The Sault Ste. Marie, Michigan Downtown Development Authority meets on the second Wednesday of each month at 8:00am. Meetings are held in the City Commission Chambers, on the third floor of City Hall, 225 E. Portage Avenue, Sault Ste. Marie, Michigan.
October 16th, 2019, Bi-annual Public Informational Meeting
November 13th, 2019
December 11th, 2019 Bi-annual Public Informational Meeting
January 8th, 2020
February 12th, 2020
March 11th, 2020
April 8th, 2020
May 13th, 2020
June 10th, 2020 Bi-annual Public Informational Meeting
The Sault Ste. Marie, Michigan Downtown Development Authority was established on February 18th, 1980, pursuant to the State of Michigan’s Act 197 of the Public Acts of 1975. In creating the Authority, the city of Sault Ste. Marie recognized the dangers posed by a declining downtown area, and took the first steps in correcting them. The Sault Ste. Marie Downtown Development Authority is tasked with correcting and preventing deterioration in the downtown business district, encouraging historic preservation, implementing development plans for the future, and promoting overall economic growth.
The Sault Ste. Marie Downtown Development Authority is managed by a board of directors, which is required by Act 197 to be composed of not less than eight or more than twelve members approved by the City Commission. One board position must be held by the city manager, one board position must be a held by a downtown resident, and the majority of board members must have an interest in property located in the downtown district.
Larry Jacques, Chair Sault Tribe of Chippewa Indians
Allison Youngs, Vice Chair Downtown Resident
Debbie Jones, Treasurer Chippewa County Community Foundation
Scott Parker, Secretary Parker’s ACE Hardware
Tara Kelgar, Board Member Phat Boutique
Brian Chapman, Board Member City Manager
Les Townsend, Board Member Island Books & Crafts
Board Member, vacant
Tom Fornicola, Board Member Subway
Tax Increment Finance
The Sault Ste. Marie Downtown Development Authority oversees two “Tax Increment Finance” authorities (TIFA), which are areas within the Downtown Development Authority’s geographic boundaries selected for development. The development plans for both tax increment finance authorities outline projects recommended by the Downtown Development Authority. Both tax increment finance authorities generate revenues for downtown projects by capturing tax revenues based on the incremental increase of downtown property values over time. It is important to note that this procedure does not increase taxes in any way. Also, no other taxing body ever loses tax revenue. Other taxing bodies simply do not realize the increase in tax revenue generated by tax increment finance authority improvements. In other words, the Downtown Development Authority ensures that increases in downtown tax revenues stay sharply focused on the incredibly important downtown district.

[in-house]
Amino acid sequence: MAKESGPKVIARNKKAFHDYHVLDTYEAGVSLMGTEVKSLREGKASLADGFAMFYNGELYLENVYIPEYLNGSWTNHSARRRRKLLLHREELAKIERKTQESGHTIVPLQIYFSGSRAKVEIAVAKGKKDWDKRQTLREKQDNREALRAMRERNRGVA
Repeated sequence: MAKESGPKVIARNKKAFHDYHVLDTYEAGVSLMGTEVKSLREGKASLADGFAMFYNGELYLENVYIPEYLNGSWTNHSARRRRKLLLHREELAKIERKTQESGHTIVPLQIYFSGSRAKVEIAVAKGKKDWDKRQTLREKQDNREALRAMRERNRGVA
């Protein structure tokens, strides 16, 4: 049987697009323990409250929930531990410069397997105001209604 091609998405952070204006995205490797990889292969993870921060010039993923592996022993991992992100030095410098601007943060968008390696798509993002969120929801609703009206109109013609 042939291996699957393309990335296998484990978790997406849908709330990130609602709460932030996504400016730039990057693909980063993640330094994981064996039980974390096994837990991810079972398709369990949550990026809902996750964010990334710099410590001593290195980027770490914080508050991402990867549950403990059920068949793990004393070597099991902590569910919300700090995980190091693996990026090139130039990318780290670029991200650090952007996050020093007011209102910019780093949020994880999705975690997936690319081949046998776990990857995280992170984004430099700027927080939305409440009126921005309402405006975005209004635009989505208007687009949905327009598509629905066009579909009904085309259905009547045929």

Principal Shopping District
The Sault Ste. Marie Downtown Development Authority also manages a “Principal Shopping District,” pursuant to the state of Michigan’s Act 120 of 1961. Sault Ste. Marie’s Principal Shopping District is within the Downtown Development Authority’s geographic boundaries, and allows the Downtown Development Authority to undertake tasks such as conducting market research and public relations campaigns, developing, coordinating and conducting retail and institutional promotions, and sponsoring special events and related activities. Sault Ste. Marie’s Principal Shopping District is funded by a two mil assessment levied on properties within the geographic district. This is equivalent to two one-thousandths of a cent per dollar of assessed value. For example, if a property was worth $50,000, the two mil assessment would generate $100 for the Principal Shopping District each year.
Main Street Commitee
Debbie Jones, Chair
Justin Knepper, DDA Staff
Allison Youngs, Chair
Lindsay Ellis, DDA Staff
Mary Jo DuVall
Larry Jacques, Chair